HUMN 2070 First Peoples and Criminal Justice

Credit Points 10

Coordinator Robyn Newitt Opens in new window

Description How does colonialism underscore the foundational narratives, knowledges and operation of the legal and criminal justice institutions of colonised nations? Focusing primarily on the Australian context of colonial invasion and settlement, this unit explores the plight of Indigenous peoples and their severe over-representation in the Australian criminal justice system. Studying the impact of colonisation and exploring Indigenous narratives, students will critically examine issues faced by Aboriginal and/or Torres Strait Islander people and their experience of criminal justice in Australia. Overall, the unit will equip students with an understanding of the relationship between dominant colonial narratives of race and institutional racism, while considering how Indigenous knowledge can inform better social and criminal justice outcomes for Indigenous populations. Comparative examples of criminal (in)justice for Indigenous populations in other colonised nations will also be considered.

School Social Sciences

Student Contribution Band HECS Band 4 10cp

Check your HECS Band contribution amount via the Fees page.

Level Undergraduate Level 2 subject

Equivalent Subjects CULT 2019 - First Peoples and Criminal Justice

Incompatible Subjects WELF 2008 - Human Rights Human Services and the Law

Restrictions Successful completion of 40 credit points.

Learning Outcomes

On successful completion of this subject, students should be able to:
  1. Understand the enduring social and criminal justice impact of colonisation on Indigenous populations.
  2. Develop a critical appreciation of the colonial underpinnings of our legal and criminal justice systems and the notion of institutional racism.
  3. Demonstrate a robust understanding of intersectional disadvantage as it impacts Australia�fs First Peoples.
  4. Apply decolonial and critical postcolonial texts and knowledges to contemporary criminal justice interventions.

Subject Content

Invasion and settlement: the history of colonisation in Australia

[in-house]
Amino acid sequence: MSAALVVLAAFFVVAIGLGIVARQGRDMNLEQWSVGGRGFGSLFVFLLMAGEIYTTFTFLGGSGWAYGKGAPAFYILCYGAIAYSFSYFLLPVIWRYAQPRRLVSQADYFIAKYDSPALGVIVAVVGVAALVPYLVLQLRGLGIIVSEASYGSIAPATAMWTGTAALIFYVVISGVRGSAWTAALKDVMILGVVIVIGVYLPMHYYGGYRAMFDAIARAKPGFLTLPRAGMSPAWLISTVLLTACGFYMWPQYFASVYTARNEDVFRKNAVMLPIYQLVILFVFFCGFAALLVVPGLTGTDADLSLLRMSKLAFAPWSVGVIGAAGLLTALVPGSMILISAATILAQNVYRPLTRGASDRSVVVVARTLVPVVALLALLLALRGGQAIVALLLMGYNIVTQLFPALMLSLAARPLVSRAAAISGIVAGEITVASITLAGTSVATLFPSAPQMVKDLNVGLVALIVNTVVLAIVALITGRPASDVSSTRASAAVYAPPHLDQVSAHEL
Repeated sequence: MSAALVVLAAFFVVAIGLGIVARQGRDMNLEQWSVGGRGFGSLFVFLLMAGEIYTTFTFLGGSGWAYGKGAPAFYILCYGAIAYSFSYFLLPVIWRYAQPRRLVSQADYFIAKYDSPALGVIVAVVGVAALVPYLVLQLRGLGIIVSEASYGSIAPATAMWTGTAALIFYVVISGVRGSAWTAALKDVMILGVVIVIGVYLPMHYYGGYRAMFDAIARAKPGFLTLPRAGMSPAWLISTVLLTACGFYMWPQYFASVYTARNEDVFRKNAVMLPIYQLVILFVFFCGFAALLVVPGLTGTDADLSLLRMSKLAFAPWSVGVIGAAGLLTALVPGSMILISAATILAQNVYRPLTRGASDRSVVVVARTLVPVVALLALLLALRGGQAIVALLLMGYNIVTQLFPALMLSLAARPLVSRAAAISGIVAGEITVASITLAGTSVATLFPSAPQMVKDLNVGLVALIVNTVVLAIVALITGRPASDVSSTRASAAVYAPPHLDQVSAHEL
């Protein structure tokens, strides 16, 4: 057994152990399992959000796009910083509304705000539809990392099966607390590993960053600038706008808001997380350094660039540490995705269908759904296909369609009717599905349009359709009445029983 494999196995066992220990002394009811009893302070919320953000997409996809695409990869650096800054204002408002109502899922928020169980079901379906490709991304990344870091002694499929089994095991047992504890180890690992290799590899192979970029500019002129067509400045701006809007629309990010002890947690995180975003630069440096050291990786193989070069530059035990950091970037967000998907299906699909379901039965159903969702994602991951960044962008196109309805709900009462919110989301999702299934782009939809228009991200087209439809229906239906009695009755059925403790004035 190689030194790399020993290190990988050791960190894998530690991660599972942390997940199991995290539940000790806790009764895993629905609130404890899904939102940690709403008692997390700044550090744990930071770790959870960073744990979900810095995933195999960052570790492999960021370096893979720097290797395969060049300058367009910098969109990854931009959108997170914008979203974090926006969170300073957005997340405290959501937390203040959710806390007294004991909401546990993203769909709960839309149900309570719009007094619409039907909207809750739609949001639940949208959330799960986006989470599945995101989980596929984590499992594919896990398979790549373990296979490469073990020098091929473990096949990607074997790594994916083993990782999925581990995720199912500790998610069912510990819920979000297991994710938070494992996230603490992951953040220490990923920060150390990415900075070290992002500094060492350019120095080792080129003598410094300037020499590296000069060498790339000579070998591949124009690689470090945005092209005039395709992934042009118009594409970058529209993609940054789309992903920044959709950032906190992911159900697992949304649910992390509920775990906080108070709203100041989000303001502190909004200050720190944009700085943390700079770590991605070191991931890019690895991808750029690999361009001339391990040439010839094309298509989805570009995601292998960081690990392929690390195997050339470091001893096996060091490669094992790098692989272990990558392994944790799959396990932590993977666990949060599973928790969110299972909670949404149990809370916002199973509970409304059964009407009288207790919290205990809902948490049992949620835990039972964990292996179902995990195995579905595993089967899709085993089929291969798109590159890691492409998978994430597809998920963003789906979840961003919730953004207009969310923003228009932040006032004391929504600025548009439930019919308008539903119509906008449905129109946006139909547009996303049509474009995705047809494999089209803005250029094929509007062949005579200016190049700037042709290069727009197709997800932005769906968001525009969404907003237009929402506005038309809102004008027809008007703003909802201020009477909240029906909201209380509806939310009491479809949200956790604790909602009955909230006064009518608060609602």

Colonialism, racialisation and criminalisation of Indigenous peoples
Liberalism and the imposition of white man?fs law
The ?ewelfare?f state, protectionism and Stolen Generations
The legacies of colonialism: are we post-colonial?
Contemporary social and criminal justice issues affecting remote and urban Indigenous populations in Australia:
- Intersectional disadvantages affecting Indigenous populations: race, gender, class, disability
- Institutional racism and over-intervention
- Over-policing and deaths in custody
- Indigenous over-representation in prisons
Decolonising criminal justice: Indigenous knowledges informing social and criminal justice outcomes

Assessment

The following table summarises the standard assessment tasks for this subject. Please note this is a guide only. Assessment tasks are regularly updated, where there is a difference your Learning Guide takes precedence.

Item Length Percent Threshold Individual/Group Task
Case Study 900 words 30 N Individual
Professional Task 900 words 30 N Individual
Critical Review 1,200 words 40 N Individual

Teaching Periods

2022 Semester 2

Penrith (Kingswood)

Day

Subject Contact Robyn Newitt Opens in new window

Attendance Requirements 80% attendance rate is imposed in all core subjects’ due to the nature of class activities that are aligned with subject assessments.

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Liverpool

Day

Subject Contact Robyn Newitt Opens in new window

Attendance Requirements 80% attendance rate is imposed in all core subjects’ due to the nature of class activities that are aligned with subject assessments.

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Online

Online

Subject Contact Robyn Newitt Opens in new window

Attendance Requirements 80% attendance rate is imposed in all core subjects’ due to the nature of class activities that are aligned with subject assessments.

View timetable Opens in new window

Structures that include subject